The “Practical Politics” of a Presumed Plague
William N. Grigg - April 26, 2009
The prospect of nuclear annihilation is dreadful, but difficult to make vivid or tangible to the individual. Unless it’s wedded to a larger narrative — such as an irrepressible conflict between superpowers, or the prospect of nukes in the hands of nihilistic terrorists — the specter of The Bomb has little to offer in terms of “practical politics.”
Much the same can be said of the practical political value of concern over the collapse of the global biosphere through anthropogenic environmental contamination. The revenge of a poisoned planet is the stuff of engaging science fiction and — what’s much the same thing — political careers crowned by Nobel Peace Prizes.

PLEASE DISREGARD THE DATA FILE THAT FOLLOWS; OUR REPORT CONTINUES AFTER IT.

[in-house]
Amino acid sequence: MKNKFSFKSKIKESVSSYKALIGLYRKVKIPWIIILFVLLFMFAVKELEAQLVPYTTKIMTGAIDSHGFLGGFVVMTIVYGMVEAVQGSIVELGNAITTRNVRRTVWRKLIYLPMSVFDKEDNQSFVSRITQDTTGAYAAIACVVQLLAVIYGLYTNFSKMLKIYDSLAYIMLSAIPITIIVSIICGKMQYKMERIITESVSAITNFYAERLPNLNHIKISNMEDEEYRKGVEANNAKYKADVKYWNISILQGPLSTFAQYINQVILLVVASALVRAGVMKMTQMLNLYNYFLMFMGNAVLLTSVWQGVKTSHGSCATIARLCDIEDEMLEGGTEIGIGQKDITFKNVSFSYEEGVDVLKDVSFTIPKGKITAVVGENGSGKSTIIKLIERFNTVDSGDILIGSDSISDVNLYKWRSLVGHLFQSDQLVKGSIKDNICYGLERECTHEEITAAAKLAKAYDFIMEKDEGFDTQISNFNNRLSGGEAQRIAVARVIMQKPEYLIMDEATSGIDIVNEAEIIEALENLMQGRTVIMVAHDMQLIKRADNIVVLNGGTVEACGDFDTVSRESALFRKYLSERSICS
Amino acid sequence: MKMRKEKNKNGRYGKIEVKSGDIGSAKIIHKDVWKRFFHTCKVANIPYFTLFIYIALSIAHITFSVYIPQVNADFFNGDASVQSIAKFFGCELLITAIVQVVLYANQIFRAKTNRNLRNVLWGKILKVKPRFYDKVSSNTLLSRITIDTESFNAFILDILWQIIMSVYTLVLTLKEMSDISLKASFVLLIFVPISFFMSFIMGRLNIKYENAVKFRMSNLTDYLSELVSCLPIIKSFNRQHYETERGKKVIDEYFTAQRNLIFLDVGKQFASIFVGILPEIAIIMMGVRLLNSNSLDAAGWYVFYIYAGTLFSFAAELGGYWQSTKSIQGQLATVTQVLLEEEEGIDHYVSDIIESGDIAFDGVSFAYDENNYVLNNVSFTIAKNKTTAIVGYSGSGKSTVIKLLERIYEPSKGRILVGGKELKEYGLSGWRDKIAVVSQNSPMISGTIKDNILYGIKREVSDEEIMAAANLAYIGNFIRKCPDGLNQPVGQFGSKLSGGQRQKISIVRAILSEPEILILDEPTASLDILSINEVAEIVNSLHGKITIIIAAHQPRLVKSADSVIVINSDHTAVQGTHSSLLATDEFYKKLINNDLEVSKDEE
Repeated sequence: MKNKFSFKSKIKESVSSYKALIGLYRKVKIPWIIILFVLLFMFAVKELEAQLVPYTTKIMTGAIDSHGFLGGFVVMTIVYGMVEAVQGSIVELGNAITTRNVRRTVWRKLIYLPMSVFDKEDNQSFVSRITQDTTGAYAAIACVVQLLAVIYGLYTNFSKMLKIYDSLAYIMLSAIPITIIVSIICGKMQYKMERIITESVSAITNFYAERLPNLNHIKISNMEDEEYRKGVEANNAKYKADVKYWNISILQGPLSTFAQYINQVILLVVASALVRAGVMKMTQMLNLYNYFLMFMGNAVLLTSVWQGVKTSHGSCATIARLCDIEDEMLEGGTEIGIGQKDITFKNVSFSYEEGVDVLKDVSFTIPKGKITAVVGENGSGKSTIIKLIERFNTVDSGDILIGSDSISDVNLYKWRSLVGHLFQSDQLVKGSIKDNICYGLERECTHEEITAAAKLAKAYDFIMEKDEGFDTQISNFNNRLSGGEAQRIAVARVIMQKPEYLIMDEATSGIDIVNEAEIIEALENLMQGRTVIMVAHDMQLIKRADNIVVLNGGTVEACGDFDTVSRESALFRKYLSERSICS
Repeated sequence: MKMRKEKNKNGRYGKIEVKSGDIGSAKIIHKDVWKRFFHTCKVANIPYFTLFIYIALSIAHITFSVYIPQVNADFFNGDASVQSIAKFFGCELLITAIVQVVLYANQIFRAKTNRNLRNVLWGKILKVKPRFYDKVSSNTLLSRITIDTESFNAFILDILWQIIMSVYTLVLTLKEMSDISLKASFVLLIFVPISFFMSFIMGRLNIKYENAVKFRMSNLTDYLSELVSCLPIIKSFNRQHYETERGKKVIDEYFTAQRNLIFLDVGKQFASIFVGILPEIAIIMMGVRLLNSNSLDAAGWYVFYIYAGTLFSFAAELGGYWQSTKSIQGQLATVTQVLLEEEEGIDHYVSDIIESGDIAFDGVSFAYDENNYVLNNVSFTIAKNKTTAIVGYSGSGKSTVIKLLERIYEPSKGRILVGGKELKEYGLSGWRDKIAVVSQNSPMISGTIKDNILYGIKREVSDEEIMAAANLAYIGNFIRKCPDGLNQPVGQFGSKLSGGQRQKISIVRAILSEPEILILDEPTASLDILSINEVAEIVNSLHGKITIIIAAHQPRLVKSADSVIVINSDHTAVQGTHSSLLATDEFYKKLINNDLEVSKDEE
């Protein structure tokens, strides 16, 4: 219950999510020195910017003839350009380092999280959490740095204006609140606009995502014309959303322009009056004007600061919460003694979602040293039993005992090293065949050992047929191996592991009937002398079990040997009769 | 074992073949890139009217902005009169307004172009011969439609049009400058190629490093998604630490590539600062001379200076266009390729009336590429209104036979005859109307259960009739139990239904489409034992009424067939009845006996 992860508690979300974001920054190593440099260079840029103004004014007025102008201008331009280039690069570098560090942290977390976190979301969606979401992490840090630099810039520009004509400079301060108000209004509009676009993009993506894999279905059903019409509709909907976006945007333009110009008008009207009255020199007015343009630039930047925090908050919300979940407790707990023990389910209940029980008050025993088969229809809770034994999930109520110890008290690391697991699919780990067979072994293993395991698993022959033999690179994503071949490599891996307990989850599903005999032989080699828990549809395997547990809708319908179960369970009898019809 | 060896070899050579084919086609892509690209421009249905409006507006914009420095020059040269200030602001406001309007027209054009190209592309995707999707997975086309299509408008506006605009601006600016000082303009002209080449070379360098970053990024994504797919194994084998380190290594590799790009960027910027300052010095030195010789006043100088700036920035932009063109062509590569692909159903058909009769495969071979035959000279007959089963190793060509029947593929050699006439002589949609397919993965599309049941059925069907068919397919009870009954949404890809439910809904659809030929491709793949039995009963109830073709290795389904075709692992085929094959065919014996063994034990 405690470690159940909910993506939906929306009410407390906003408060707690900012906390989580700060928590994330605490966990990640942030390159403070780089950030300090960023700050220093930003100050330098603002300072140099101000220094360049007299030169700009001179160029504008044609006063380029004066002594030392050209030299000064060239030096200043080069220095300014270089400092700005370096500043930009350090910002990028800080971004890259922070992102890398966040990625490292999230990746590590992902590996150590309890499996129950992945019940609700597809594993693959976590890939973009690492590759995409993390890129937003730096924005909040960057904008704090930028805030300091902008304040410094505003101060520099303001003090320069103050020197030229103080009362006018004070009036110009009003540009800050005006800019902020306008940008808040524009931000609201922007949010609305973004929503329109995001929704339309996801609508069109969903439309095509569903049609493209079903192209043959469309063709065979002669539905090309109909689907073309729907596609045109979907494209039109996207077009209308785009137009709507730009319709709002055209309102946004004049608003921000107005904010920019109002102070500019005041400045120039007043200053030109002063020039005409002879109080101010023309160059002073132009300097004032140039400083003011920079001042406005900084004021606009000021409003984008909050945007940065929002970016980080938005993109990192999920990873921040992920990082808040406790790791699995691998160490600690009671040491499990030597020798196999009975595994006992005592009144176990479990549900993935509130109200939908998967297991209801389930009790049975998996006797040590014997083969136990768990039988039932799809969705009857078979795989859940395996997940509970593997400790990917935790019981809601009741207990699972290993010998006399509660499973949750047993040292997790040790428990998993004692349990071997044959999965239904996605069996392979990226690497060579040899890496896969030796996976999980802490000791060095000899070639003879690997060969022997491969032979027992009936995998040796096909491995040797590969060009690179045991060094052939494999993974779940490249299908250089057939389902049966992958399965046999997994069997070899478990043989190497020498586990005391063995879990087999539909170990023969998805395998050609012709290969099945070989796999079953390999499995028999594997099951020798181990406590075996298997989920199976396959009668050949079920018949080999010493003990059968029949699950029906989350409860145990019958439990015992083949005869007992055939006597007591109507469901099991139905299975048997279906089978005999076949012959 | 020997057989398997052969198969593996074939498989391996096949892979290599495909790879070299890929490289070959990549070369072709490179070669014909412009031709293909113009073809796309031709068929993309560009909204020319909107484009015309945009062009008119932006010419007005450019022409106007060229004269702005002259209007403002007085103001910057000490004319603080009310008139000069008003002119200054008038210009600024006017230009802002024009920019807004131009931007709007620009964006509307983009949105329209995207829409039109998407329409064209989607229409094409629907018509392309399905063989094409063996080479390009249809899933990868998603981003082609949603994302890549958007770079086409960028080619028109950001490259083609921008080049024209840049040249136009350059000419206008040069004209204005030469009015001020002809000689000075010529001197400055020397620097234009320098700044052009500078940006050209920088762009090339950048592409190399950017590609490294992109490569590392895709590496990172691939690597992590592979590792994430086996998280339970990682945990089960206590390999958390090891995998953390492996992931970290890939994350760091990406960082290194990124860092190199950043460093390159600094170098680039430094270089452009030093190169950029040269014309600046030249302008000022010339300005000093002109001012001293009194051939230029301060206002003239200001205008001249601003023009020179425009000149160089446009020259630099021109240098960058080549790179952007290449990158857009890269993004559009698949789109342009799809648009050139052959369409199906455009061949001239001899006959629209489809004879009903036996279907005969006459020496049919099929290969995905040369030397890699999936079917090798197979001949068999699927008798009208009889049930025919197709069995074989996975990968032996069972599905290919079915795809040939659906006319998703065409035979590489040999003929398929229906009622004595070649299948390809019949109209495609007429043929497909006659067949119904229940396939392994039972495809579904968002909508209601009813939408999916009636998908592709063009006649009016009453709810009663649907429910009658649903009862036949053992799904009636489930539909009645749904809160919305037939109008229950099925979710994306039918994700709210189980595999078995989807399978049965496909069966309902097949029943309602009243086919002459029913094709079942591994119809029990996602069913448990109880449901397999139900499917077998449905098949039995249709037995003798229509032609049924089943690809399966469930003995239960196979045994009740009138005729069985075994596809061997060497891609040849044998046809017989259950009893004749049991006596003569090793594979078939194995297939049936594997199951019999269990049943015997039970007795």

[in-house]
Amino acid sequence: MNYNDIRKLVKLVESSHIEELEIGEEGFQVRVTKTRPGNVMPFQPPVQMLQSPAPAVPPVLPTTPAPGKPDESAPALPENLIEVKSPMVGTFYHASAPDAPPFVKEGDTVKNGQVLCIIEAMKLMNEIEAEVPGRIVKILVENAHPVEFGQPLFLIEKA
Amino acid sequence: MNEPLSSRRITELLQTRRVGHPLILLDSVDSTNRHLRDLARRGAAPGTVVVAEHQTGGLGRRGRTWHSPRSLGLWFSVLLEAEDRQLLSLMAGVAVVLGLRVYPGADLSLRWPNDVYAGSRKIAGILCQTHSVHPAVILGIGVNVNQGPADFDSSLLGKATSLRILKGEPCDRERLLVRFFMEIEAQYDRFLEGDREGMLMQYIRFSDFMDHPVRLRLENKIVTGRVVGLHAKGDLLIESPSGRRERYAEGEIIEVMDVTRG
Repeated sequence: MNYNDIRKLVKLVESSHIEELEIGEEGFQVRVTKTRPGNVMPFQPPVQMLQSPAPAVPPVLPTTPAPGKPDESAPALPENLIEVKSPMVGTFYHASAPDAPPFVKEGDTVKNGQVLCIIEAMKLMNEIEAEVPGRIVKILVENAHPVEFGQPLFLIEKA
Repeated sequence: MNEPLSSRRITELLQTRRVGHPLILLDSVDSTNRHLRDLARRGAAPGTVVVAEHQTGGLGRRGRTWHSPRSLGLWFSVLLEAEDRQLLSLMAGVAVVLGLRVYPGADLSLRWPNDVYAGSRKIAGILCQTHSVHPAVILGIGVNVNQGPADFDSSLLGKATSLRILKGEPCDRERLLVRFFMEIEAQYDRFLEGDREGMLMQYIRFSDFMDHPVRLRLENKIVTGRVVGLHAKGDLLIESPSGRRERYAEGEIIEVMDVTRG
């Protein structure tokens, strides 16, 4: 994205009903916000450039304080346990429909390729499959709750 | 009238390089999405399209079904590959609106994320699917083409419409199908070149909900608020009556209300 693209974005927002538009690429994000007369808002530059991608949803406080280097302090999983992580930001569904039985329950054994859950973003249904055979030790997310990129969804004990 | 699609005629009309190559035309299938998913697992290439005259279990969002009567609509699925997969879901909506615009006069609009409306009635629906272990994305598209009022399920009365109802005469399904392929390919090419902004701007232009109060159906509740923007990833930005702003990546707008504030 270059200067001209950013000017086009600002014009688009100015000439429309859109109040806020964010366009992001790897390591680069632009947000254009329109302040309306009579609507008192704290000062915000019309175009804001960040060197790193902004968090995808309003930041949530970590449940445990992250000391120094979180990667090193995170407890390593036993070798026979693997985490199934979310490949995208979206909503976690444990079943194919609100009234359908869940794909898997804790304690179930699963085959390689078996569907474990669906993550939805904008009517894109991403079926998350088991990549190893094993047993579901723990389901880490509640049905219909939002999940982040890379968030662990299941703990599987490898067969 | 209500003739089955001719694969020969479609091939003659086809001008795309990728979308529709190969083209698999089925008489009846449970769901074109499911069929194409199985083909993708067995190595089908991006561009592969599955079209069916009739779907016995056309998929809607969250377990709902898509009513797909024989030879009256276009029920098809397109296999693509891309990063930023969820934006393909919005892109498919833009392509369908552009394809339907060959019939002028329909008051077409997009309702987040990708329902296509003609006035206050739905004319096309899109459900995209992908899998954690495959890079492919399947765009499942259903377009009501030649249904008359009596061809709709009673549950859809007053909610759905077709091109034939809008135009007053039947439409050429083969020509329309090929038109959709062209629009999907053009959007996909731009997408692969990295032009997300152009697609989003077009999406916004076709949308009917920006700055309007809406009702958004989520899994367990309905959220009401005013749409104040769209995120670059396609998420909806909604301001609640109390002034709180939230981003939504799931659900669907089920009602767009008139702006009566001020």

But relatively few people, none of whom would make a bearable dinner companion, share Comrade Gore’s insistence that saving the environment should be the “central organizing principle” of human society. And, come to think of it, people of Gore’s ilk don’t share that perspective, as well: Despite the fact that they would force the rest of us to live like medieval serfs, they’re willing to sacrifice none of the amenities that give them a Sasquatch-sized “carbon footprint.”